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I understand that guesses per second depends on the hardware and the encryption algorithm, so I don't expect an absolute number as answer.

For example, with an average machine you can make a lot (thousands?) of guesses per second for a hash created with a single md5 round, because md5 is fast, making brute force and dictionary attacks a real danger for most passwords. But if instead you use bcrypt with enough rounds, you can slow the attack down to 1 guess per second, for example.

1) So how does disk encryption usually work?

This is how I imagine it, tell me if it is close to reality: When I enter the passphrase, it is hashed with a slow algorithm to generate a key (always the same?). Because this is slow, brute force is not a good approach to break it. Then, with the generated key, the disk is unencrypted on the fly very fast, so there is not a significant performance lose.

2) How can I test this with my own machine? I want to calculate the guesses per second my machine can make.

3) How many guesses per second are possible against an encrypted disk with the fastest PC ever so far?

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closed as not constructive by Diogo, techie007, slhck, Canadian Luke, Moab Jun 4 '12 at 15:05

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I don't feel this is a very complete answer so I will leave a comment: 1) See Shadok's answer 2) Go find a free decryption program and run it and see how many per second it runs. 3) The fastest ever is classified as it is owned by the government for decrypting data received by the enemy. I don't know how fast it is but $2 Billion can buy you a lot of decryption power –  Scott Chamberlain Jun 4 '12 at 15:00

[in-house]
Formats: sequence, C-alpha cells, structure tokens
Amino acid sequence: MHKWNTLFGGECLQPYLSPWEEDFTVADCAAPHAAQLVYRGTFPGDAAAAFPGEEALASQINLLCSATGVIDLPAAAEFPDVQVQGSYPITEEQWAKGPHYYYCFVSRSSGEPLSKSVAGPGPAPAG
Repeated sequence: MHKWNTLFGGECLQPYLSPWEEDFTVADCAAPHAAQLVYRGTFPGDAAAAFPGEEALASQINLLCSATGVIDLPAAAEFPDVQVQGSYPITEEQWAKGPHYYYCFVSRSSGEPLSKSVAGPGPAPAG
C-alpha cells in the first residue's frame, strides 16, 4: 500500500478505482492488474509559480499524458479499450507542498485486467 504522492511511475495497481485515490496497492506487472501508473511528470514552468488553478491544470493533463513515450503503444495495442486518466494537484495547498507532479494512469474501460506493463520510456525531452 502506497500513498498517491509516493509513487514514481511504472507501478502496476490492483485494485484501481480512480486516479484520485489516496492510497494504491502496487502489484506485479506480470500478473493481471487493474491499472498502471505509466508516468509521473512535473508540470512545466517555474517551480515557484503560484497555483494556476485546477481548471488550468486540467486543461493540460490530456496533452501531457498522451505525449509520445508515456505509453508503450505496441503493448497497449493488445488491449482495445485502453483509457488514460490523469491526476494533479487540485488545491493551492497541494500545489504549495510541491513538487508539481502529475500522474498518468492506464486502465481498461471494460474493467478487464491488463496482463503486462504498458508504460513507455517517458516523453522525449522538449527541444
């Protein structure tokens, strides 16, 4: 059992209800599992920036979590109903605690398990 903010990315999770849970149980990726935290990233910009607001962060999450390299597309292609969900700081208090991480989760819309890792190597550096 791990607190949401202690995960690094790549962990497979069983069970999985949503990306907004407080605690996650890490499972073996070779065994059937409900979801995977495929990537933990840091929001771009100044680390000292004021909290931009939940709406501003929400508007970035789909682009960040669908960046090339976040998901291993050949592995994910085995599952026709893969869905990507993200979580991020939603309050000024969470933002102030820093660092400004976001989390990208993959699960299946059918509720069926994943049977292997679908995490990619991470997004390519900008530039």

The problem is verifying your results. How do you know the decrypted data is valid? –  Oliver Salzburg Jun 4 '12 at 15:03
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@OliverSalzburg Usually the encrypted data for things like drive encryption will have a known header, if the header is gibberish then the key you tried was not the correct one. –  Scott Chamberlain Jun 4 '12 at 15:04
    
@Scott What if I used multiple layers of encryption? –  Oliver Salzburg Jun 4 '12 at 15:12
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@OliverSalzburg: If you don't think your encryption algorithm is strong enough, you should change it, not put another insufficiently-strong band-aid on top of it and hope that it "adds up". –  David Schwartz Jun 4 '12 at 16:49
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1 Answer

up vote 3 down vote accepted

The only thing you have to decrypt to be assured you have the right password is the header and its checksum.

You can just cut the first X bytes (as you only need the header) and throw passwords at it in RAM, thus speeding up the cracking many times.
The good password is the one which decrypts a valid header with a good checksum and you can then re-use it for the full disk, however you have to know the header structure beforehand for this to work.

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